New York City Council to probe antisemitism claims at CUNY

A hearing to review antisemitism claims at CUNY comes after NYC Councilwoman Inna Vernikov worked to withdraw funds from the institution over a BDS resolution.

Activist Nerdeen Kiswani speaks out for Palestinian rights while taking part in a rally on International Women’s Day in Manhattan in New York City, New York, US, March 8, 2018. (photo credit: REUTERS/LUCAS JACKSON)
Activist Nerdeen Kiswani speaks out for Palestinian rights while taking part in a rally on International Women’s Day in Manhattan in New York City, New York, US, March 8, 2018.
(photo credit: REUTERS/LUCAS JACKSON)

The New York City Council is set to investigate allegations of antisemitism at The City University of New York (CUNY) on Wednesday, according to legislation published on the council's website.

Probe into CUNY

"I hope this probe/hearing leads to real action and not just headlines."

New York City Councilwoman Inna Vernikov

"Antisemitism will no longer go unchecked at CUNY. Not on my watch," NYC Councilwoman Inna Vernikov wrote on Facebook.

Vernikov implored professors and students at CUNY who have experienced antisemitism to contact her.

The councilwoman noted that she had already worked to expose antisemites and defund antisemitism. 

Funds pulled from CUNY

On May 27, the New York Post reported that Vernikov was set to pull $50,000 in funding for the CUNY Law School over the faculty's support of a Boycott, Sanction and Divestment (BDS) movement resolution.

"I have pulled funding from the program and redirected it to Legal Services NYC,” Vernikov, who is a Ukrainian-born Jew, told The NY Post. “It seems as if antisemitism is the only politically acceptable form of racism which exists. We must stop handing out free passes to antisemites like candy.”

CUNY Law School faculty adopted a BDS resolution on May 11 that had been originally introduced and passed by the student government in December. The resolution officially endorses BDS, and calls on the institution to divest from Israel, end all Israeli student exchanges, and cut ties with any groups that "repress Palestinian organizing."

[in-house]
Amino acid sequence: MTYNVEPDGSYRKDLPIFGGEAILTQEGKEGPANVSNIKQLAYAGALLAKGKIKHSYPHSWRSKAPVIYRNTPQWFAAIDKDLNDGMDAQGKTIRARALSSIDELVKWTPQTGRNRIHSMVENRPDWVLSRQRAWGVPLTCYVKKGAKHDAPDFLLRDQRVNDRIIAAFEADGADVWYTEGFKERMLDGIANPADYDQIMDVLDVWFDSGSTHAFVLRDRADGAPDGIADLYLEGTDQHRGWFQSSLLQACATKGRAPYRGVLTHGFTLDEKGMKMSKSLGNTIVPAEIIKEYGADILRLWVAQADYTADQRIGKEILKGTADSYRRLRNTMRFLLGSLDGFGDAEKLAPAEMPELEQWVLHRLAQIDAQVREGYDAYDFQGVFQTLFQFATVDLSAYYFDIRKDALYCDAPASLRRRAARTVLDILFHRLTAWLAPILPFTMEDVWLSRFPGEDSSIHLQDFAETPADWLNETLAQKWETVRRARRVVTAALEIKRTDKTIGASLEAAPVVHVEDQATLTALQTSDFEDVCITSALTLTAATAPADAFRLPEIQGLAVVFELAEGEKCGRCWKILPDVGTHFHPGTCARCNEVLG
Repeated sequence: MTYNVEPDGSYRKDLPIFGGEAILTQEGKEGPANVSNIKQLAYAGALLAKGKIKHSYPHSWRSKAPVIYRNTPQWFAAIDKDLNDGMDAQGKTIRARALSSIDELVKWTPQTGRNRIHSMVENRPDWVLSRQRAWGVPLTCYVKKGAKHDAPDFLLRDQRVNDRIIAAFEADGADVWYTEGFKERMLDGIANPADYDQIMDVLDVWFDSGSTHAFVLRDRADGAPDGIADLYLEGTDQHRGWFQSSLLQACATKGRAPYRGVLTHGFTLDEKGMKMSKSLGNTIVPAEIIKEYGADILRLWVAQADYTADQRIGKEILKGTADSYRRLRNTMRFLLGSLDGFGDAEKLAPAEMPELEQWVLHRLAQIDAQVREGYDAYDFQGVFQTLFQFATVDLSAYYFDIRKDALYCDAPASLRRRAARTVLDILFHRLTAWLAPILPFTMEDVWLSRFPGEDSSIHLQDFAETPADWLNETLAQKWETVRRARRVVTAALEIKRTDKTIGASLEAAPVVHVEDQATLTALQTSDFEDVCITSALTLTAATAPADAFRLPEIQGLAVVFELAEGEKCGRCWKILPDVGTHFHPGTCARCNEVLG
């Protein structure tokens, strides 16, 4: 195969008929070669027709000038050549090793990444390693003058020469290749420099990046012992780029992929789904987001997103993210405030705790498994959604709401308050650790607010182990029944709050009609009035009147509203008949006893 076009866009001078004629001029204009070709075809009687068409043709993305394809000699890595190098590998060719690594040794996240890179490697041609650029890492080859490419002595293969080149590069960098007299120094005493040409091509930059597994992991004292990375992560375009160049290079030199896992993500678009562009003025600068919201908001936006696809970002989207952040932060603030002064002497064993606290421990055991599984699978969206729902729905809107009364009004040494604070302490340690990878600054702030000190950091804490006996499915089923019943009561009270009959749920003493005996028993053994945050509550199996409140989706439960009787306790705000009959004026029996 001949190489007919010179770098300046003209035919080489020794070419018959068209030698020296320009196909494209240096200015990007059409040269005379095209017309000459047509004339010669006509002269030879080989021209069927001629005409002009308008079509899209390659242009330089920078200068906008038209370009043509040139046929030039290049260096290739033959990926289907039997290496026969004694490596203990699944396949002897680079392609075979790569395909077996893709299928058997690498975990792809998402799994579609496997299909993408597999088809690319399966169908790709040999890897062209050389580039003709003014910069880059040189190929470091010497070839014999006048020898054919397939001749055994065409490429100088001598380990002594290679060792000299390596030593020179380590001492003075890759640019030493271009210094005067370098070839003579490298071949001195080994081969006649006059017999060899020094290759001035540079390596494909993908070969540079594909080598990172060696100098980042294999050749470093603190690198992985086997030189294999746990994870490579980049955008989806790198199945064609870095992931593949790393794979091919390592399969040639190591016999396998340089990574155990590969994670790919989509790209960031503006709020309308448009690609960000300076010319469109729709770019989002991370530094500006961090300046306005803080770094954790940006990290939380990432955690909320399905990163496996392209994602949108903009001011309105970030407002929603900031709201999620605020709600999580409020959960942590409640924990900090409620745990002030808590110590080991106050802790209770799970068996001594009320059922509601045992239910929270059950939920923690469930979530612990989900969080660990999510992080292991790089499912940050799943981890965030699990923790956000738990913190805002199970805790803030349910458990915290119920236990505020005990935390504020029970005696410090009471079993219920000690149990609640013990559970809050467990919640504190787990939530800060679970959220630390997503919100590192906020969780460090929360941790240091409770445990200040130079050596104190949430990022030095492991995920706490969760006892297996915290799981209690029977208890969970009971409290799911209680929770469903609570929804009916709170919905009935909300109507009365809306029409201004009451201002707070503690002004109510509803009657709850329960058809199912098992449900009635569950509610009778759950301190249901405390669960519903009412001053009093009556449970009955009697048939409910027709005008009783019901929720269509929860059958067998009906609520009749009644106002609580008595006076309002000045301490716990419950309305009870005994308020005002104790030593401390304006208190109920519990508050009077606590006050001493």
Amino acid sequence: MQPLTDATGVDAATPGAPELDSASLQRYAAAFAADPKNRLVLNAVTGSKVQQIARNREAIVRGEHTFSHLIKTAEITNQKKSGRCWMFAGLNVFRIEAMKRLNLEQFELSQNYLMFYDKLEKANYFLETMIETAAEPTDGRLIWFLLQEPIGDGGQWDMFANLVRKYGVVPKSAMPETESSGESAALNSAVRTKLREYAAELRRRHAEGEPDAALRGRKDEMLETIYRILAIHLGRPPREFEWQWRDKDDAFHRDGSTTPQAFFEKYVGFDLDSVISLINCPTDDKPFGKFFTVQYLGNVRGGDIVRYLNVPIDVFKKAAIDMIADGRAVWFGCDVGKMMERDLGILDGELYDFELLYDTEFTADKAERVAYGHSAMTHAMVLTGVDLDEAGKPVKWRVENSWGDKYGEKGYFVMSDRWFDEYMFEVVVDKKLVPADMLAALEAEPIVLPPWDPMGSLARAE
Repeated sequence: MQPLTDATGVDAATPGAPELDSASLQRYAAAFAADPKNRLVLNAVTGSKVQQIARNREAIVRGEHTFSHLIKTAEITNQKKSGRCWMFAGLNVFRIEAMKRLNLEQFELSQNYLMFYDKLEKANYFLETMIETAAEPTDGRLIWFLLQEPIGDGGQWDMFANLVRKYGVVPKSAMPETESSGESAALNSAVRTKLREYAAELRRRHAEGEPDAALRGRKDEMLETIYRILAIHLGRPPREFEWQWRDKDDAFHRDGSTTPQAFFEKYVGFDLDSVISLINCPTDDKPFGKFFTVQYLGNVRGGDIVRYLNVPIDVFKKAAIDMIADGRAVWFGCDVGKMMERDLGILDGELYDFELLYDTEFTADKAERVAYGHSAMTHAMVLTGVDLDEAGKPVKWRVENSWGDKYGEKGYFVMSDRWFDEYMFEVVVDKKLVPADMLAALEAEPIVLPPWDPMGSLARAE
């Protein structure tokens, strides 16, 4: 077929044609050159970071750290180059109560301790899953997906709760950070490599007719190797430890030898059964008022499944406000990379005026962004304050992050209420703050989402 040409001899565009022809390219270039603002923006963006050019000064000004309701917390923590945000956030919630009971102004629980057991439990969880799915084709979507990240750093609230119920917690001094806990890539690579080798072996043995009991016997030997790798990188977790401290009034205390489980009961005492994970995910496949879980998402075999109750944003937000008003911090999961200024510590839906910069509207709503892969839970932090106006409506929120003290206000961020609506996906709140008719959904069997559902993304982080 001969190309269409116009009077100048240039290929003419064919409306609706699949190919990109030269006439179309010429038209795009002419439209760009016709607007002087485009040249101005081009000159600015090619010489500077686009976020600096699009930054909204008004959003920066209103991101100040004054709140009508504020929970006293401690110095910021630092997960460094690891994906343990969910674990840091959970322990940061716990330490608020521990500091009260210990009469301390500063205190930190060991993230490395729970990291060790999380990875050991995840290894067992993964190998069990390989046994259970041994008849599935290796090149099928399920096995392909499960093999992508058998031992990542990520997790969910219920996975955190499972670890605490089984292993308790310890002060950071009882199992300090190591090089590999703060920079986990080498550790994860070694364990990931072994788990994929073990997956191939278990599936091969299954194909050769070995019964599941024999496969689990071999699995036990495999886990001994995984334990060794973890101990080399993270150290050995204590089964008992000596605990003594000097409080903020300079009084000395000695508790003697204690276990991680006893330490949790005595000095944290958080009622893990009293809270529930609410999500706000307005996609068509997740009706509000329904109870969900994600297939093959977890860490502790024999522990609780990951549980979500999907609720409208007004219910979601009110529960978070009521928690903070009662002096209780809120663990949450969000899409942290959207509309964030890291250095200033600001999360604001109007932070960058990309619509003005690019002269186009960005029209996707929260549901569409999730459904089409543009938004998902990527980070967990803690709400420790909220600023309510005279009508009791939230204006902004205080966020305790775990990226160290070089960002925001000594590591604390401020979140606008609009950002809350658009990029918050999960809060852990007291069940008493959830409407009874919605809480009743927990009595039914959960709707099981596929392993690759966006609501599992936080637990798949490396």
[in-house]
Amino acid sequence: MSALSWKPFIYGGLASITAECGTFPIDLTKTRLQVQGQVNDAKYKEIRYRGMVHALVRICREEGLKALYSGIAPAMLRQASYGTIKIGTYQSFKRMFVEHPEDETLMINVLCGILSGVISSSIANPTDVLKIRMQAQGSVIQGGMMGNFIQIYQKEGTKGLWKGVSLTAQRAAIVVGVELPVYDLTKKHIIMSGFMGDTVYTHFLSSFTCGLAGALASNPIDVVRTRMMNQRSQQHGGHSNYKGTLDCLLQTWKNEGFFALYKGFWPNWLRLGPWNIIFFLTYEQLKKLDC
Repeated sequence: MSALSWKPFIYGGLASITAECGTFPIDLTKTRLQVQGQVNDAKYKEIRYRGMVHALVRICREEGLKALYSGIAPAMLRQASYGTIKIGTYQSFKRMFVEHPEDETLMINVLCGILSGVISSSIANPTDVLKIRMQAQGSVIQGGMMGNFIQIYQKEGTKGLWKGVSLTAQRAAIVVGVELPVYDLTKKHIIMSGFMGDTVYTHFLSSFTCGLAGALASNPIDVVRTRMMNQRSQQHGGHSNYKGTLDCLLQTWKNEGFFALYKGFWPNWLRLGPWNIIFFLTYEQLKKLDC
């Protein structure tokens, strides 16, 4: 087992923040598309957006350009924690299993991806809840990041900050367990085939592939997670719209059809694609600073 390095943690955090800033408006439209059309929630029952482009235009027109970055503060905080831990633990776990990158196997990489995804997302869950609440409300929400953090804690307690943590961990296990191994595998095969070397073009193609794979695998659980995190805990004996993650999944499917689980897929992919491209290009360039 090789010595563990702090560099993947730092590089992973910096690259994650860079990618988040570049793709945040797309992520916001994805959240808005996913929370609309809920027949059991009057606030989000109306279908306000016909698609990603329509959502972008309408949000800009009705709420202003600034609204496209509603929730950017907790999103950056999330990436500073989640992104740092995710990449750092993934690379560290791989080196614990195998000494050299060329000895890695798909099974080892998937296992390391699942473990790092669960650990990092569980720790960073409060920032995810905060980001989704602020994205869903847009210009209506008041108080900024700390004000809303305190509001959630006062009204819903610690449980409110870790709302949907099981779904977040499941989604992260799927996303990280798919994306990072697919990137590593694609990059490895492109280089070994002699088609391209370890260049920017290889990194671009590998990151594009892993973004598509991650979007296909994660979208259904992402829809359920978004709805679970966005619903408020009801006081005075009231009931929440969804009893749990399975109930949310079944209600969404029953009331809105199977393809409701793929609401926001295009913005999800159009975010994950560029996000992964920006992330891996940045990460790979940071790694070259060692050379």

A "toxic" environment

Rafaella Gunz was a student at CUNY but left the institution due to what she described as a "toxic" antisemitic environment.

"There was just a big sort of like, icing out of me, a big culture of exclusion amongst the Jews that don't full-heartedly endorse the Palestinian cause by any means necessary," said Gunz, who noted that the anti-Zionist CUNY Law Jewish Law Students Association was of no help. "Basically, I was just not welcome in the community, despite the fact that I agree with them on, like, 99% of issues."

"CUNY's persistent and longstanding practice of ignoring antisemitism has enabled it to foment the horrifying Jew-hate that we are all seeing now across its campuses," said SAFE CUNY,  an NGO that describes itself as an alliance of CUNY students or scholars.

 City University of New York (CUNY) (credit: Wikimedia Commons) City University of New York (CUNY) (credit: Wikimedia Commons)

Nerdeen Kiswani's CUNY speech

Other controversies at CUNY included having Nerdeen Kiswani, the founder of the anti-Israel group Within Our Lifetime (WOL), give the CUNY Law graduation commencement speech on May 12. 

Kiswani has been under scrutiny in the past for threatening to light a person's IDF sweatshirt on fire, as well as several controversial statements. 

Gunz, a former classmate of Kiswani's at CUNY Law, has said that Kiswani has been criticized "because she interrupts Holocaust memorial ceremonies and says that she hopes the last thing Zionists hear in their life is 'pop pop.'"

"Not just in this speech, but in other venues, Kiswani has demanded 'Zionism out of CUNY.' In other words, that Zionist Jews should be discriminated against based on their religion, ethnicity, and/or national origin as students, faculty, or staff members and be thrown out of CUNY."

SAFE CUNY

Kiswani's NGO, WOL, made headlines on March 30 when they chanted “globalize the intifada” – armed uprising – and “there is only one solution, intifada, revolution.” 

On April 20, the revolutionary movement organized a rally in support of Arab participants in clashes with Israeli Police at Jerusalem's Temple Mount. Promotions for the rally stated that “Zionism has no place in Palestine and it must be eradicated to achieve full liberation.” At the event, a local Jewish man wearing an Israeli flag was allegedly beaten.